In every data warehousing or data integration project that uses SSIS as the ETL tool, the first step is to build an ETL framework. This framework handles error checking, alert notification, task failures, logging, execution history, file archiving and batch control. It is built as “parent child” package system, supported by a series of ETL metadata tables, as per chapter 10 of my book, e.g. data flow table, package table and status table. What I’m saying here is that the decision of whether to use a data flow or stored procedures/execute SQL task is affected by your ETL framework. I know that it should be the other way around: the ETL framework should be built to incorporate both the workflow and the stored procedures. Well if that’s the case in your project that is excellent, there’s no problem here. But practically speak I’ve seen several cases where we could not implement a data transfer routine as a workflow because the the ETL framework dictates that they need to be implemented as a stored procedures.

The next 2 points are the guts of the reasons. They are the real reasons for choosing between work flow approach and stored procedures, if it is a green field. Meaning that you have a complete freedom to choose, without any of the existing corporate rules/architecture affecting your decision.

Performance

Performance is about how fast the data load is. Given the same amount data to load from the staging table into the main table, which one is the fastest method, using select insert, or using a data flow? Generally speaking, if the data is less than 10k rows, there’s no real difference in performance. It is how complicated your DQ stuff that slows it down, not whether it’s a workflow or a stored procedure. If you are lucky enough to be involved in a project that loads billions of rows every day, you should be using work flow. Generally it is faster than stored procedure. The main issue with a stored procedure to do 1 billion upsert in SQL Server database is the bottleneck on the tempDB and log files. Your DBA wouldn’t be happy if you blew up the tempDB from a nice 2 GB to 200 GB. Ditto with log files.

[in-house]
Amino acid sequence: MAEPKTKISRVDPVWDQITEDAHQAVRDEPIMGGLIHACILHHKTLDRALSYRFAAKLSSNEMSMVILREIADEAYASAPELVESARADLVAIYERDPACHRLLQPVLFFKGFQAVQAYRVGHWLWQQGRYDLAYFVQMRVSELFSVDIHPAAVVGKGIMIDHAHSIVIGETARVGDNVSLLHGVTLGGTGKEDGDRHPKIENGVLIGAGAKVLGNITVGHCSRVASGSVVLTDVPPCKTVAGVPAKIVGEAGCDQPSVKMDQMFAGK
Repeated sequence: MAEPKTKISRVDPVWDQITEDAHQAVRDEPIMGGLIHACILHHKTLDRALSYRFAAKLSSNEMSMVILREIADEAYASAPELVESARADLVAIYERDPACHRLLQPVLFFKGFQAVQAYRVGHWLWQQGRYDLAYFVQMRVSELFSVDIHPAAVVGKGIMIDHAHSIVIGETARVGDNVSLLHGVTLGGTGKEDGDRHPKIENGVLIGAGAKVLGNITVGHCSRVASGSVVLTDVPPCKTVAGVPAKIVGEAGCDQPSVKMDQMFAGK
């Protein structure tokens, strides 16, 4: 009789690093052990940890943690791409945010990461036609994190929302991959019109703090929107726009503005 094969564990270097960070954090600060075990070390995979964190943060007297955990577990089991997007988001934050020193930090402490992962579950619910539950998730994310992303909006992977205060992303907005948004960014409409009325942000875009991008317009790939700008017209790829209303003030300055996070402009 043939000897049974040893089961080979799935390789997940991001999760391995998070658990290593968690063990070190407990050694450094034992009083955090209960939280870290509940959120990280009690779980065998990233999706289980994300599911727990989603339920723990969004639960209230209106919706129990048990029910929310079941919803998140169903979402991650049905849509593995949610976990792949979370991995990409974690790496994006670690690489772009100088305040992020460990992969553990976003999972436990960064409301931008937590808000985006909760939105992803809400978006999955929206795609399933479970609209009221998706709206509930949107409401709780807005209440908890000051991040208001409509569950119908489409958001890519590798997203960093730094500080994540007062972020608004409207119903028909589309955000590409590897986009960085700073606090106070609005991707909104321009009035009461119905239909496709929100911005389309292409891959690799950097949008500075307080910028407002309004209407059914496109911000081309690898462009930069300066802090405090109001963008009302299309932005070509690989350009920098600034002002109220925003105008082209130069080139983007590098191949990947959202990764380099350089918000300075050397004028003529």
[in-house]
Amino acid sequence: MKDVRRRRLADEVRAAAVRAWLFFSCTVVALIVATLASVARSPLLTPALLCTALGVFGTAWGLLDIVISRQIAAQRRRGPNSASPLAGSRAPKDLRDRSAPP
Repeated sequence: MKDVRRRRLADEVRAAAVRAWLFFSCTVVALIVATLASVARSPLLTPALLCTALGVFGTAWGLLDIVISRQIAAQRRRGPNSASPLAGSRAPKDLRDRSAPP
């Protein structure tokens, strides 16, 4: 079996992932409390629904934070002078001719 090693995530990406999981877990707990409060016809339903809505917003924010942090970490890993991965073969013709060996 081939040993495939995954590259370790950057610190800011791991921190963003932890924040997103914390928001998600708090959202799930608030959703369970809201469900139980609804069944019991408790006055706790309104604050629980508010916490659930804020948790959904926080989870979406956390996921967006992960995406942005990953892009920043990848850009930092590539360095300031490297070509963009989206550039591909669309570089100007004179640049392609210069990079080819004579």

Using workflow you can split a derived column transformation into several transformations, effectively boosting the throughput up to twice faster. See here for details from SQLCat team. And this principle is applicable for any synchronous task, including data conversion transform, lookup, row count, copy column and multicast. See here for an explanation about sync vs async tasks. One thing that gives us the most performance gain is to use multiple workflow to read different partitions of the source table simultaneously. This is for sure will create a bottleneck on the target, so it too needs to be partitioned, pretty much the same way as the source table. The other thing that increases the performance is the use of cache on lookup transformation. Using Full Cache, the entire lookup table is pulled into memory before the data flow is executed, so that the lookup operation is lightning fast. Using Partial Cache, the cache is built as the rows pass through. When a new row comes in, SSIS searches the cache (memory) for a match. Only if it doesn’t find then it fetches the data from disk. See here for details. You don’t get all these when you use stored procedures to transfer the data.

Development Time

You may say that development time is inferior compared to performance, when it comes to how big it influences the decision between work flow and SP. But in reality this factor is significant. I have seen several cases where the ETL developer is more convenient coding in Transact SQL than using SSIS transformations. They are probably twice as fast building it in stored procedures than doing it in SSIS transformations, due to their past experience. Understandably, this is because the majority of the so called “SSIS developer” was a “SQL developer”. They may have been doing SSIS for 2 years, but they have been doing SQL stored procedures for 10 years. For example, many developers are more conversant doing date conversion in Transact SQL than in Derived Column.

Conclusion

If you are lucky enough to be able to choose freely, work flow gives more performance and flexibility. But as with everything else in the real world, there are other factors which tie your hands, e.g. the data quality checking, the ETL framework and the development time.

As always I’d be glad to receive your comments and discussion at vrainardi@gmail.com. Vincent 27/2/11.